But the experience gained over the last few weeks will be invaluable as the senior-free Lady Bears move forward.
Mt. Juliet jumped to a 7-0 lead and the Lady Bears led the entire first quarter until a steal by Madison Griggs led to a layup by Destinee Wells to put Houston ahead 18-16 at the buzzer.
That was part of a 10-0 Lady Mustang run, which was a subset of Houston’s 22-2 spurt which saw the Germantown visitors go up 33-18 during the second quarter.
Mt. Juliet trimmed the margin to 37-27 by halftime and later climbed to within 12 on two occasions after falling behind by 22.
“They were hot in the first half,” Mt. Juliet coach Chris Fryer said. “We scored 27 points before the half, which is usually a pretty good night. But they had 37 and they had really shot the ball well. I hadn’t seen them shoot from the perimeter like that in any of the films that I had watched… They didn’t hit early. But once they got hot, everybody got hot.
“That was discouraging to play that well in the first half and be behind by 10.”
Houston’s quickness led to 15 Lady Bear turnovers, which led to nine more shots and seven more baskets for the Lady Mustangs, who were led by Jayla Hemingway’s 26 points, including a pair of three-pointers. Wells scored 17 and passed for four assists as HHS returned to Friday’s semifinal with a 27-5 record.
“It’s something I got to learn from,” Mt. Juliet sophomore point guard Nevaeh Majors said. “I got a lot of mine (passes) deflected, so I’m going to grow over the summer and improve for next season because we’re going to face it again and I want to make sure I can handle it next time.”
“We knew coming over here we’d be playing against some really good athletes,” Fryer said. “They’ve got some quickness and some super-quick hands. Hemingway is tough to guard, tough to handle and very physical. They’re a very physical basketball team. It may not look like it sometimes on film, but their physicality is pretty good.
“Our kids did a good job of hanging in there. But right now, we need to grow and mature to be able to handle a team like that.”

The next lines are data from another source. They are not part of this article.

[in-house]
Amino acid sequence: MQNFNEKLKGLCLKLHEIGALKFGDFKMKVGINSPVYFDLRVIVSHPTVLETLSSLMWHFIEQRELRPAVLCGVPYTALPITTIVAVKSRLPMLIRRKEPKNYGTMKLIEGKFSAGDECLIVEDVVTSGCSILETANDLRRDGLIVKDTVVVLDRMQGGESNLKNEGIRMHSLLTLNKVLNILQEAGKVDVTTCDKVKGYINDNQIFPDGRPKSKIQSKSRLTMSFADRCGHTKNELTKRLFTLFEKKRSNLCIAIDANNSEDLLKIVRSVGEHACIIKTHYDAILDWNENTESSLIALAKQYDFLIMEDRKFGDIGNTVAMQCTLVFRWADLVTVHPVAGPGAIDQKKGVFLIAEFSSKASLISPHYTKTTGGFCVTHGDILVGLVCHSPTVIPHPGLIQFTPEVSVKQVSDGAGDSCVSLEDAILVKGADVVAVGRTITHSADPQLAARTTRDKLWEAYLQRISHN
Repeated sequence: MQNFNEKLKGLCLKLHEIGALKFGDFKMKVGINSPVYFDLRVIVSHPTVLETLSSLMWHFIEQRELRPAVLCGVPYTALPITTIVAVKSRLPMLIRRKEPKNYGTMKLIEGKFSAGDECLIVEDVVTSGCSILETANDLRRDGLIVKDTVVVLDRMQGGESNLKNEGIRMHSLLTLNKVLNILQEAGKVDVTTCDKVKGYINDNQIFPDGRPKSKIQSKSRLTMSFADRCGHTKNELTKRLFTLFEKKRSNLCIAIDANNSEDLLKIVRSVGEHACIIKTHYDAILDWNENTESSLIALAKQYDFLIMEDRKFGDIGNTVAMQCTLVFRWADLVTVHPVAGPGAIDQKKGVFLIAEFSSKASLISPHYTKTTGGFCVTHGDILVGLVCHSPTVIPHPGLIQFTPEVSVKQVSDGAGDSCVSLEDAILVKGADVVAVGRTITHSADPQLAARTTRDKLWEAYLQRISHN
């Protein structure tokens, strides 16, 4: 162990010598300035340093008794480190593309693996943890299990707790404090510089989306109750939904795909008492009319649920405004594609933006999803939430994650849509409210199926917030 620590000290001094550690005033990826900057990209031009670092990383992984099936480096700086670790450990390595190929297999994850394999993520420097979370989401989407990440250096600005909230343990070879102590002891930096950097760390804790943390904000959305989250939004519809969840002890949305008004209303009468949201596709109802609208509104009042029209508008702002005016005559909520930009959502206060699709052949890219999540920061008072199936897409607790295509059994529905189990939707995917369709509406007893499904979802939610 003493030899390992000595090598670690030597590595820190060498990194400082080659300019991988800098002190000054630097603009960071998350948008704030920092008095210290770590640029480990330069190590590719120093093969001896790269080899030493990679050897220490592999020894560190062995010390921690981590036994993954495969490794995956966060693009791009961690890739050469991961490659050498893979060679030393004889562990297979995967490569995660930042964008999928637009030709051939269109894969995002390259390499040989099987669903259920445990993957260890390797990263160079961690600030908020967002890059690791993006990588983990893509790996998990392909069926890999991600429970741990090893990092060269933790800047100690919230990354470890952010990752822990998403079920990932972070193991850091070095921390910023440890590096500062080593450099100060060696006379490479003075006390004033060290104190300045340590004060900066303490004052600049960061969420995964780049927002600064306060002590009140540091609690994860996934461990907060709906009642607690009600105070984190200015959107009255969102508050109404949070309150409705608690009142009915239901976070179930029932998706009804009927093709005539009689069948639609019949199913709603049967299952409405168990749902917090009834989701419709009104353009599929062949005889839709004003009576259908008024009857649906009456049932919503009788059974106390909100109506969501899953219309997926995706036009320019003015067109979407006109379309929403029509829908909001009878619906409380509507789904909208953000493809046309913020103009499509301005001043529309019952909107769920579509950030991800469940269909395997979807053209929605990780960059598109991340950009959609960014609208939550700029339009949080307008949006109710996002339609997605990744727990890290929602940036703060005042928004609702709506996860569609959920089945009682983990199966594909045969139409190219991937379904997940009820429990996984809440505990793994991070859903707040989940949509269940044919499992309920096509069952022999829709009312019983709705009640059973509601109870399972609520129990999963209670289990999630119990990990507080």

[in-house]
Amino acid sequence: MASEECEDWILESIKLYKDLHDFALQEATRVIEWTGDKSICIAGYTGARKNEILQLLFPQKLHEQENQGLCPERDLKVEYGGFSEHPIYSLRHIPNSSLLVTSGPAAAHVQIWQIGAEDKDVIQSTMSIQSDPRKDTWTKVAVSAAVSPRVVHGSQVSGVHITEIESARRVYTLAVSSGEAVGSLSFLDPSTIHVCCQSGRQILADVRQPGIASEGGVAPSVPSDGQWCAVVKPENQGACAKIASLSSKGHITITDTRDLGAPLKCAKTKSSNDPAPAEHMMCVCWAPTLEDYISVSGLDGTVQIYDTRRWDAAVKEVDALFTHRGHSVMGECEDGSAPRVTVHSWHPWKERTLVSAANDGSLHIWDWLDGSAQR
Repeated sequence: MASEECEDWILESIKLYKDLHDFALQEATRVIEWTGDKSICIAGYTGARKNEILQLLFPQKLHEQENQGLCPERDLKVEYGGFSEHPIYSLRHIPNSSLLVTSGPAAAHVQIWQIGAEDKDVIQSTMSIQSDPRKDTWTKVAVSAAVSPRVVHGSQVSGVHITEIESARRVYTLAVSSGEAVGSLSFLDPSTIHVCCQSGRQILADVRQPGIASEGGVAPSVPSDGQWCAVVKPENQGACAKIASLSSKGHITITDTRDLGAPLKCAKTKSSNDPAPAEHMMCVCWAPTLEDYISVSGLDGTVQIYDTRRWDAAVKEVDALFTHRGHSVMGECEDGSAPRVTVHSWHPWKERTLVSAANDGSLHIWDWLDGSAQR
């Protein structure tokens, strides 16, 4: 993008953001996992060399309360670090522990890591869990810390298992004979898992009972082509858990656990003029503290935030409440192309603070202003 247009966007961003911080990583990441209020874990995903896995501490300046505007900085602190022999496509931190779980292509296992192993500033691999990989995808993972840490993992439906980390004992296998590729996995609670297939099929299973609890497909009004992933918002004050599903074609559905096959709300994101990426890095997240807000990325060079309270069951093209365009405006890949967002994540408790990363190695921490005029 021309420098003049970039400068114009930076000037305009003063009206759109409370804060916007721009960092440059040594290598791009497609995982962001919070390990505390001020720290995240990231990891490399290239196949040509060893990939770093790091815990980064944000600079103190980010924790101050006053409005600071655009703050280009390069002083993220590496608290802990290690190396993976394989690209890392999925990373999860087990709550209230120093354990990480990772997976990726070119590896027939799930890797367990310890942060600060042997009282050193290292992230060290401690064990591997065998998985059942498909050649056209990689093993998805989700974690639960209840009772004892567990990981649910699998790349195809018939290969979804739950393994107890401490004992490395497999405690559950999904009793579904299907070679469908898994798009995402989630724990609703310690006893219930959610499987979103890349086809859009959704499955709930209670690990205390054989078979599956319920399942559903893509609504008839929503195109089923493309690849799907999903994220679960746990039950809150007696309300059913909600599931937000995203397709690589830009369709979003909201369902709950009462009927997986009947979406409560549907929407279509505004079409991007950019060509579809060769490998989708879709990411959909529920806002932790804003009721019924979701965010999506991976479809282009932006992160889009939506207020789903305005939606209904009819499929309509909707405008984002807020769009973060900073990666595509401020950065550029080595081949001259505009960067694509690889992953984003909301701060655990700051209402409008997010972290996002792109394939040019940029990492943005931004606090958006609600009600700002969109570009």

Houston didn’t have a consistent answer for sophomore center Emma Palmer, who led all scorers with 27 points. Tondrianna Davis took down 10 rebounds as she, Shelby Jane Petty and Nevaeh Majors each scored seven. Ryleigh Osborne opened the game with a three-pointer and Aaliyah Frazier got the bounce on a second-half triple as Mt. Juliet finished a 24-9 season.
“It’s definitely a confidence booster for next year,” Palmer said. “Our team has a better chance now that we’ve been here of getting back here next year.”
“We’re hoping we’ve planted a seed in their heads of wanting to get back to the state tournament,” Fryer said following the conclusion of his 20th season and ninth state tourney. “Everybody’s going to be returning next year. We’ve had this incident happen in the past with our teams. In ’05 we won a championship after being beat in ’03. We’re hoping our kids are hungry and know how important our offseason conditioning program is going to be and how important it’s going to be to come over here and be more physical and to be able to handle some of the situations we didn’t handle so well tonight.”
Fryer indicated playing in the state with an underclass roster is key to future success.
“What you don’t want to do is ending up getting over here with a bunch of seniors who’ve never been,” Fryer said. “It’s good that our girls are young and they’re going to have more opportunities and more chances. I’ve seen teams battle and they finally get over here with a senior group. Daniel Boone’s a good example (a 56-27 loser to unbeaten Bradley Central). They’re a good basketball team and they’re senior-dominated. Well, it gets too late when you’re seniors. You need to come over here and experience it so it doesn’t overwhelm you. I didn’t think our girls were overwhelmed by the environment. They played their basketball game, just tonight it wasn’t good enough to win.”